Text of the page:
Study Guide: Blocking Off the Source

Sunday May 5, 2002 | Greg Boyd

Focus Scripture:

Brief Summary:

Today’s sermon addressed the question, “What went wrong?” by taking us back to Genesis 3.

Extended Summary:

In the previous three sermons Greg has been focusing on the centrality of love for the Christian life. At every moment we are truly loved by God. It is this love that we are to abide in. It is this same love that we can pass on to others so that they will know that God is real and Christ was true. Even though this is what we were created for, anyone can see that it is not what is most true about Christians or the Church today.

Today’s sermon addresses the question of “What went wrong?” by taking us back to Genesis 3. Our role in the beginning was to be loved by God, to walk in that love with God, and share it with the rest of creation. All “judging” was to be God’s job, in fact, we were not even to know good from evil! We were to know only God, God’s love and God’s gracious providence for us. The serpent in the garden began the process of accusations and judgments of “good and evil” by suggesting to Eve that God was not telling the truth about the tree in the middle of the garden—the “Tree of the Knowledge of Good and Evil.” Greg emphasized that this false picture of God, one that is untrustworthy, is at the root of our inability to love and serve God effectively. Once we view God as untrustworthy, we stop getting life (Love) from God and seek it from other sources. But there is no other worthy source. The serpent accused God, Eve believed the accusation, and began to distrust God. We’ve gone so far down this road that many of us actually believe that our job is to judge ourselves and others rather than to love. We cannot give what we do not receive. This means that the central problem of the “fall” is that we now have a mistrustful eye toward God that prevents us from being who we were intended to be, recipients of God’s love. The solution is to be reconciled to God in Christ. This restores the connection that we are intended to have to our Source.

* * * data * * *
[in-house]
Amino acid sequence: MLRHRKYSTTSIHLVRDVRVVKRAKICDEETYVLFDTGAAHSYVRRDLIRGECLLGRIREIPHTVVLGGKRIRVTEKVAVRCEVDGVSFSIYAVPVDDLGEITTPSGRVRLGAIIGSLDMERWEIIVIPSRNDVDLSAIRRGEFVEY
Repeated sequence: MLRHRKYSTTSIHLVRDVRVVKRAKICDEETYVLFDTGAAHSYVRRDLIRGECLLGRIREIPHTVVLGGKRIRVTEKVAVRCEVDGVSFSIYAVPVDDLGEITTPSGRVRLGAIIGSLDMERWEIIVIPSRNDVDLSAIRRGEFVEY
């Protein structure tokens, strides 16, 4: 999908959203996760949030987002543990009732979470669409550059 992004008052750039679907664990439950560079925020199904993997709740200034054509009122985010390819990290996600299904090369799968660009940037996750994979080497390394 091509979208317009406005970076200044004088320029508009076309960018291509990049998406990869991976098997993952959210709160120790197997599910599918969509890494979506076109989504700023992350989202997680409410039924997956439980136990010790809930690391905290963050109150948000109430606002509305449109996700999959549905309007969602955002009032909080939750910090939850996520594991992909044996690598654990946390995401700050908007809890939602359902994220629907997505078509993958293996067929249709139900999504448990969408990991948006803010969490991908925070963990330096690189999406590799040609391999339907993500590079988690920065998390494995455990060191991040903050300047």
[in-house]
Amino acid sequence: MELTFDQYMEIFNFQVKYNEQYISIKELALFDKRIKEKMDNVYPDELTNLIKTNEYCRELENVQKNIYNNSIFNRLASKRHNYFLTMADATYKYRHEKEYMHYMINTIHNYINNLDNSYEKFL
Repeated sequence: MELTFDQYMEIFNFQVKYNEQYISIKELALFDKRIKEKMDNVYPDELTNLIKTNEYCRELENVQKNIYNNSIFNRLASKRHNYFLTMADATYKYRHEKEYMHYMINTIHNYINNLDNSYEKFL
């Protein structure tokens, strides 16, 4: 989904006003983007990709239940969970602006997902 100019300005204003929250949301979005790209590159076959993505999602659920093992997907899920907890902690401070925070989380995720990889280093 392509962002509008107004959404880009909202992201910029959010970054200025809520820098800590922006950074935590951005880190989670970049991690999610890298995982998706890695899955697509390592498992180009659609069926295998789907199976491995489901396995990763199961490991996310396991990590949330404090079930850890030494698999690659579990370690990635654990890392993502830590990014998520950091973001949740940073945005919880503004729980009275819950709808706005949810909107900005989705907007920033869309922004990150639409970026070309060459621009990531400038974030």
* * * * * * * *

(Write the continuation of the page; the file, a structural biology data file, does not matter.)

Reflection Questions: